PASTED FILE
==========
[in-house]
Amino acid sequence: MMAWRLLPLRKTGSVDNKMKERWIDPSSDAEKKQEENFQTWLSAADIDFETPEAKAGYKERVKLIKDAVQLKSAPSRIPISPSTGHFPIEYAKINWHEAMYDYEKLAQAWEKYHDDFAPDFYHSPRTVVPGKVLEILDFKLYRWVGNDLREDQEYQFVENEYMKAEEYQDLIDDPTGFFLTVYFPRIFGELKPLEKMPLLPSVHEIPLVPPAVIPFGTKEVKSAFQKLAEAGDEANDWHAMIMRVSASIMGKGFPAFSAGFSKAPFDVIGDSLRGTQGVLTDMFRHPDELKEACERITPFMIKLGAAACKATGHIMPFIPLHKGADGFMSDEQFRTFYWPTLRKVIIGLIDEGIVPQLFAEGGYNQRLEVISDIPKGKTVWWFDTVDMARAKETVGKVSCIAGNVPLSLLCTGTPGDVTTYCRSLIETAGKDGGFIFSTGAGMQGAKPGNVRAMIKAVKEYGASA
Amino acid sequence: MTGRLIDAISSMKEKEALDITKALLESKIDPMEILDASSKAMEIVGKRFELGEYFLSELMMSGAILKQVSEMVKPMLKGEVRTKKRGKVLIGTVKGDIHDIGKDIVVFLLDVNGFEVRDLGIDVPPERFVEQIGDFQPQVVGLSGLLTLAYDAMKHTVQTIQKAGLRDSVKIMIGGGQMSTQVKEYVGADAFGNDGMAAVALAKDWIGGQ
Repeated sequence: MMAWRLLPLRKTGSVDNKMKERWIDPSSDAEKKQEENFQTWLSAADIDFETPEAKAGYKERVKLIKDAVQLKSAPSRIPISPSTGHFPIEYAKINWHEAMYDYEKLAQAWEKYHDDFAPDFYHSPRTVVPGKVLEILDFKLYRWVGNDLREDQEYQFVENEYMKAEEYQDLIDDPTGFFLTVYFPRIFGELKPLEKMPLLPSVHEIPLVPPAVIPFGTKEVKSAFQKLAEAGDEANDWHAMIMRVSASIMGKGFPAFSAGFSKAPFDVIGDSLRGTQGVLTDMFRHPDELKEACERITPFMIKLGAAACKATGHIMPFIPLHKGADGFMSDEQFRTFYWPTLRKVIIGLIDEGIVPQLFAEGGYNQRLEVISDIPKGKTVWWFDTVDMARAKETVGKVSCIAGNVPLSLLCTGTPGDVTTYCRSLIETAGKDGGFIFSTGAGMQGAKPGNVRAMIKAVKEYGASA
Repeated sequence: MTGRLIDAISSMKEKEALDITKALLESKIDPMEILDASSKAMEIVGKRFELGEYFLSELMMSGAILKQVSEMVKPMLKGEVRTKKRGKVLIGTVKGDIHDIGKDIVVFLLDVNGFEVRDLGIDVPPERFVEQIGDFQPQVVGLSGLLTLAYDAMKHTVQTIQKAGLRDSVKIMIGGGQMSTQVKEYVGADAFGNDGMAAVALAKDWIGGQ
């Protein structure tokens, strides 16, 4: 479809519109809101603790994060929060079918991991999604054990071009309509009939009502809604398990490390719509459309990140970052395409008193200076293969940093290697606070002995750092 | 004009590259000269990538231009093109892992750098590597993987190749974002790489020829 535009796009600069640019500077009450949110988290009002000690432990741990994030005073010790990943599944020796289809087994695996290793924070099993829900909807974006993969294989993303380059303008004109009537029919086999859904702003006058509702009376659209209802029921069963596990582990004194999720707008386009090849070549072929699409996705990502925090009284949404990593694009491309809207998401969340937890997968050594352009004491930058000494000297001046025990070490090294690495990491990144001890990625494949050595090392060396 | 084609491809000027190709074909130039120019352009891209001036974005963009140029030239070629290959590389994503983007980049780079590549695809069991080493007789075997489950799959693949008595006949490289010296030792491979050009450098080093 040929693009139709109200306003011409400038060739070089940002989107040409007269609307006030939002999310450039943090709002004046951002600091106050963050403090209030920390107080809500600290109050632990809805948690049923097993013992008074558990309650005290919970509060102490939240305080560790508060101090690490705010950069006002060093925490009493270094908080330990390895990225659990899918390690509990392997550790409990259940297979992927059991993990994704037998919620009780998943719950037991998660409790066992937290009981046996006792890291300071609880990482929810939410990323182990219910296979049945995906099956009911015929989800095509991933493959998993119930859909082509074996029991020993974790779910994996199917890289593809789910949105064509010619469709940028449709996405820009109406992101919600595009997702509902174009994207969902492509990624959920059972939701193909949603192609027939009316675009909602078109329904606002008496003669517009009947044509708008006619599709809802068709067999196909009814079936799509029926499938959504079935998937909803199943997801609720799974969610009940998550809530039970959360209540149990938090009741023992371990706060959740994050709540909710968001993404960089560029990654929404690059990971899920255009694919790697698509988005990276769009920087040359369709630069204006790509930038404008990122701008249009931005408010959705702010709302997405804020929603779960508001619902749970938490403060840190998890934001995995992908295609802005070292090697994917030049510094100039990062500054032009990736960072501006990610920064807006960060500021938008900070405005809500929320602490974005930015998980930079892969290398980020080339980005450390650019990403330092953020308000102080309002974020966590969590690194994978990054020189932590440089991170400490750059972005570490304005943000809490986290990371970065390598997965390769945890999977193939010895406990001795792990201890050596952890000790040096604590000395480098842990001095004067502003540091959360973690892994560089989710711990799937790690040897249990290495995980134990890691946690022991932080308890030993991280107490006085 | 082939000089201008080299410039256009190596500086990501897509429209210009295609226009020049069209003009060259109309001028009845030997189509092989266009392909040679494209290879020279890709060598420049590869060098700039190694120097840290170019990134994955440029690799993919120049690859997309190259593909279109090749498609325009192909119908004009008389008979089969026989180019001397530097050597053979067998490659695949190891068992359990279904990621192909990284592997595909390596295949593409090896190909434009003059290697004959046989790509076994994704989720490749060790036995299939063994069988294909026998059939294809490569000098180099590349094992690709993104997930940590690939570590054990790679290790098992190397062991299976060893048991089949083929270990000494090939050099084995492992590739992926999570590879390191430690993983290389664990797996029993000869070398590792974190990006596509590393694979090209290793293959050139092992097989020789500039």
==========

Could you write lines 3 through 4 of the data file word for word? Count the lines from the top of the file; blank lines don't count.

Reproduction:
Amino acid sequence: MTGRLIDAISSMKEKEALDITKALLESKIDPMEILDASSKAMEIVGKRFELGEYFLSELMMSGAILKQVSEMVKPMLKGEVRTKKRGKVLIGTVKGDIHDIGKDIVVFLLDVNGFEVRDLGIDVPPERFVEQIGDFQPQVVGLSGLLTLAYDAMKHTVQTIQKAGLRDSVKIMIGGGQMSTQVKEYVGADAFGNDGMAAVALAKDWIGGQ
Repeated sequence: MMAWRLLPLRKTGSVDNKMKERWIDPSSDAEKKQEENFQTWLSAADIDFETPEAKAGYKERVKLIKDAVQLKSAPSRIPISPSTGHFPIEYAKINWHEAMYDYEKLAQAWEKYHDDFAPDFYHSPRTVVPGKVLEILDFKLYRWVGNDLREDQEYQFVENEYMKAEEYQDLIDDPTGFFLTVYFPRIFGELKPLEKMPLLPSVHEIPLVPPAVIPFGTKEVKSAFQKLAEAGDEANDWHAMIMRVSASIMGKGFPAFSAGFSKAPFDVIGDSLRGTQGVLTDMFRHPDELKEACERITPFMIKLGAAACKATGHIMPFIPLHKGADGFMSDEQFRTFYWPTLRKVIIGLIDEGIVPQLFAEGGYNQRLEVISDIPKGKTVWWFDTVDMARAKETVGKVSCIAGNVPLSLLCTGTPGDVTTYCRSLIETAGKDGGFIFSTGAGMQGAKPGNVRAMIKAVKEYGASA